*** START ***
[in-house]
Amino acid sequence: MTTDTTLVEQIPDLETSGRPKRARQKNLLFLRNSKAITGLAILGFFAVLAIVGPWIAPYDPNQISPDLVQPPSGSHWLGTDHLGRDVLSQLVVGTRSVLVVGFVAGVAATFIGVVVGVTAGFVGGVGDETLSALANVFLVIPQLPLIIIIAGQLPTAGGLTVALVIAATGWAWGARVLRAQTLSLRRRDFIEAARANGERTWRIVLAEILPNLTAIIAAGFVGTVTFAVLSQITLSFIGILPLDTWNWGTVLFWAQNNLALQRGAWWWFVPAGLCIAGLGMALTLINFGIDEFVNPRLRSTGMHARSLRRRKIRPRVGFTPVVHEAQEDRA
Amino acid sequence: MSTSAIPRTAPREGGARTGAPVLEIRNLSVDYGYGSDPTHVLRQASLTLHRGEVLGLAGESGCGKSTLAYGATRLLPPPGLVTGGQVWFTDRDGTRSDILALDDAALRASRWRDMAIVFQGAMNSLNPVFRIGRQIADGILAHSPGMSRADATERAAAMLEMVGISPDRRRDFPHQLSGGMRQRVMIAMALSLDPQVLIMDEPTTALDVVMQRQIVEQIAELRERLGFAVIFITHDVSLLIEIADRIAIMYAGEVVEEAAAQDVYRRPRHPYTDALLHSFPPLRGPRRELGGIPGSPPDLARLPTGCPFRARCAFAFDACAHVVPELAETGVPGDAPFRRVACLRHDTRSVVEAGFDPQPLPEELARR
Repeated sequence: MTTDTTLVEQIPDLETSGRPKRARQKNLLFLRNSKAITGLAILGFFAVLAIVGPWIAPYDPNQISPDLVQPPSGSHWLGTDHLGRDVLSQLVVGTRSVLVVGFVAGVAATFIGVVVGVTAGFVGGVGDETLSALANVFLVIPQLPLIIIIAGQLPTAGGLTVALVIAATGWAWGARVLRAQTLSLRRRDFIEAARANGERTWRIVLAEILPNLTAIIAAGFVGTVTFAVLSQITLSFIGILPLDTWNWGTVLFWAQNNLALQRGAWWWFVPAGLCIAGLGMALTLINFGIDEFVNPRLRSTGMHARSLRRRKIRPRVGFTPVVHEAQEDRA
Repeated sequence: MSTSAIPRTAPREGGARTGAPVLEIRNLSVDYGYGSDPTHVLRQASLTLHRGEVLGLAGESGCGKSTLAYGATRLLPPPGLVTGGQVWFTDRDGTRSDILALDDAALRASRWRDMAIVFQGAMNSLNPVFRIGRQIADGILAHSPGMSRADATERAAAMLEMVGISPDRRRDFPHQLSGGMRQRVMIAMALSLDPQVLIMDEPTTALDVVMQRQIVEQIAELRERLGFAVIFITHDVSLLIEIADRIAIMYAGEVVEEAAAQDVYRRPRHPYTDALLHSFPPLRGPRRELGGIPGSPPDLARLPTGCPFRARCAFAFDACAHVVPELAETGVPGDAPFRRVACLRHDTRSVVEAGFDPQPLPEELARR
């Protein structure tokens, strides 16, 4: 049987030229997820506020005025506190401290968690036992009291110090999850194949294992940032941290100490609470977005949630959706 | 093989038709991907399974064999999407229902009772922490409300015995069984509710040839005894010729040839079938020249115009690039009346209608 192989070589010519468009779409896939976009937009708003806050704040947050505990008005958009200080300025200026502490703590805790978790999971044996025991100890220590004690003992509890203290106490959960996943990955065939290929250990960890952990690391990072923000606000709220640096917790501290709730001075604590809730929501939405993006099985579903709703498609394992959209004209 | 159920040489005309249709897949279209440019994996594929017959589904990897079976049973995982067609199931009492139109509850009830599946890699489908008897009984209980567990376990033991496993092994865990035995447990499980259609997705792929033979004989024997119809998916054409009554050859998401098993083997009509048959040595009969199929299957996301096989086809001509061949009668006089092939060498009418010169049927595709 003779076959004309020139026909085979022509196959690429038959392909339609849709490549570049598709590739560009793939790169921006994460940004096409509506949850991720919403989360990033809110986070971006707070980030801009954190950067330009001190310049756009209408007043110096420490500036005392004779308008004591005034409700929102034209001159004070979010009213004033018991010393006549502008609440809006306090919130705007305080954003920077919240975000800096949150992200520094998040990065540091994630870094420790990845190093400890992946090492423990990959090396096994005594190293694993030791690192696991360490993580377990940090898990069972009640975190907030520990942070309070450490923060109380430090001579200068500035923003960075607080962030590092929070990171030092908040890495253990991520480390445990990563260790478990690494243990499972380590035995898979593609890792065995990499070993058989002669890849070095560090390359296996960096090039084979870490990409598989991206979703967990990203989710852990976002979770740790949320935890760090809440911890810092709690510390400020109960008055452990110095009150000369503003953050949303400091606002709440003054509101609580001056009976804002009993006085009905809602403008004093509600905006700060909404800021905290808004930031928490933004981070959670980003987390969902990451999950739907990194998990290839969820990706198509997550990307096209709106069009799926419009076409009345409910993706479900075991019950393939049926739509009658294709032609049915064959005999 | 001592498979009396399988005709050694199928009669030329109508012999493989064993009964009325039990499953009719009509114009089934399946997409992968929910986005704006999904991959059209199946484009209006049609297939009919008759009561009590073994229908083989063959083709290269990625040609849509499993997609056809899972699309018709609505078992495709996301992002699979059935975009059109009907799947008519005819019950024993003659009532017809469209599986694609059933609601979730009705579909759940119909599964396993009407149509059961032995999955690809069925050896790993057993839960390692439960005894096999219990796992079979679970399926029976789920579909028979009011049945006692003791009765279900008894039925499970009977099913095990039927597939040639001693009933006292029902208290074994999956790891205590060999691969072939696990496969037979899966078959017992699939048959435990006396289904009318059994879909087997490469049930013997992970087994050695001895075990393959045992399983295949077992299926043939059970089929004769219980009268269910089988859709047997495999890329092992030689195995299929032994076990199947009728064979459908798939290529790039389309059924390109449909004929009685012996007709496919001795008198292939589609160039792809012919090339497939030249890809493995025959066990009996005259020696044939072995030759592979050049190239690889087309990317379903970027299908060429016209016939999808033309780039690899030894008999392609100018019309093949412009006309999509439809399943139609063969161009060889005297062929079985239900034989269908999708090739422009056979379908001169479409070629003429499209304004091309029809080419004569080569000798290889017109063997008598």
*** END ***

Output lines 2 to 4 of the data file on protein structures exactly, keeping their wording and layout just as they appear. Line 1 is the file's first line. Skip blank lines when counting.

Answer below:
Amino acid sequence: MTTDTTLVEQIPDLETSGRPKRARQKNLLFLRNSKAITGLAILGFFAVLAIVGPWIAPYDPNQISPDLVQPPSGSHWLGTDHLGRDVLSQLVVGTRSVLVVGFVAGVAATFIGVVVGVTAGFVGGVGDETLSALANVFLVIPQLPLIIIIAGQLPTAGGLTVALVIAATGWAWGARVLRAQTLSLRRRDFIEAARANGERTWRIVLAEILPNLTAIIAAGFVGTVTFAVLSQITLSFIGILPLDTWNWGTVLFWAQNNLALQRGAWWWFVPAGLCIAGLGMALTLINFGIDEFVNPRLRSTGMHARSLRRRKIRPRVGFTPVVHEAQEDRA
Amino acid sequence: MSTSAIPRTAPREGGARTGAPVLEIRNLSVDYGYGSDPTHVLRQASLTLHRGEVLGLAGESGCGKSTLAYGATRLLPPPGLVTGGQVWFTDRDGTRSDILALDDAALRASRWRDMAIVFQGAMNSLNPVFRIGRQIADGILAHSPGMSRADATERAAAMLEMVGISPDRRRDFPHQLSGGMRQRVMIAMALSLDPQVLIMDEPTTALDVVMQRQIVEQIAELRERLGFAVIFITHDVSLLIEIADRIAIMYAGEVVEEAAAQDVYRRPRHPYTDALLHSFPPLRGPRRELGGIPGSPPDLARLPTGCPFRARCAFAFDACAHVVPELAETGVPGDAPFRRVACLRHDTRSVVEAGFDPQPLPEELARR
Repeated sequence: MTTDTTLVEQIPDLETSGRPKRARQKNLLFLRNSKAITGLAILGFFAVLAIVGPWIAPYDPNQISPDLVQPPSGSHWLGTDHLGRDVLSQLVVGTRSVLVVGFVAGVAATFIGVVVGVTAGFVGGVGDETLSALANVFLVIPQLPLIIIIAGQLPTAGGLTVALVIAATGWAWGARVLRAQTLSLRRRDFIEAARANGERTWRIVLAEILPNLTAIIAAGFVGTVTFAVLSQITLSFIGILPLDTWNWGTVLFWAQNNLALQRGAWWWFVPAGLCIAGLGMALTLINFGIDEFVNPRLRSTGMHARSLRRRKIRPRVGFTPVVHEAQEDRA